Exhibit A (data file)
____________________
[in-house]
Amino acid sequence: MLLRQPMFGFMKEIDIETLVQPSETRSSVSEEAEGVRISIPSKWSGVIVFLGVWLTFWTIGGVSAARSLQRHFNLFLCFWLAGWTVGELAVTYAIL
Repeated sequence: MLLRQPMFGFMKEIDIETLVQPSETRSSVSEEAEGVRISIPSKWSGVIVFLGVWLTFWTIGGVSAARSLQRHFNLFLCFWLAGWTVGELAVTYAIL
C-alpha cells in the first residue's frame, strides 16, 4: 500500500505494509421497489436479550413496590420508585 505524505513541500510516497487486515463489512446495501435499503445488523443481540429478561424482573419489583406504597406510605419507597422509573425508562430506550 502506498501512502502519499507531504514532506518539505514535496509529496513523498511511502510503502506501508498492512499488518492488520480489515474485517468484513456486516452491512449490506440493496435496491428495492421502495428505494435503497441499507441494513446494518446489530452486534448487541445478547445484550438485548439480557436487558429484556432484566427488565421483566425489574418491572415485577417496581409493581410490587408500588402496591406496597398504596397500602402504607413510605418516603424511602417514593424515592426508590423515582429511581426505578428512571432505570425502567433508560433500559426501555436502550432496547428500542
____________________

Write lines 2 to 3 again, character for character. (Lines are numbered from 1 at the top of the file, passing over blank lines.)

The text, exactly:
Amino acid sequence: MLLRQPMFGFMKEIDIETLVQPSETRSSVSEEAEGVRISIPSKWSGVIVFLGVWLTFWTIGGVSAARSLQRHFNLFLCFWLAGWTVGELAVTYAIL
Repeated sequence: MLLRQPMFGFMKEIDIETLVQPSETRSSVSEEAEGVRISIPSKWSGVIVFLGVWLTFWTIGGVSAARSLQRHFNLFLCFWLAGWTVGELAVTYAIL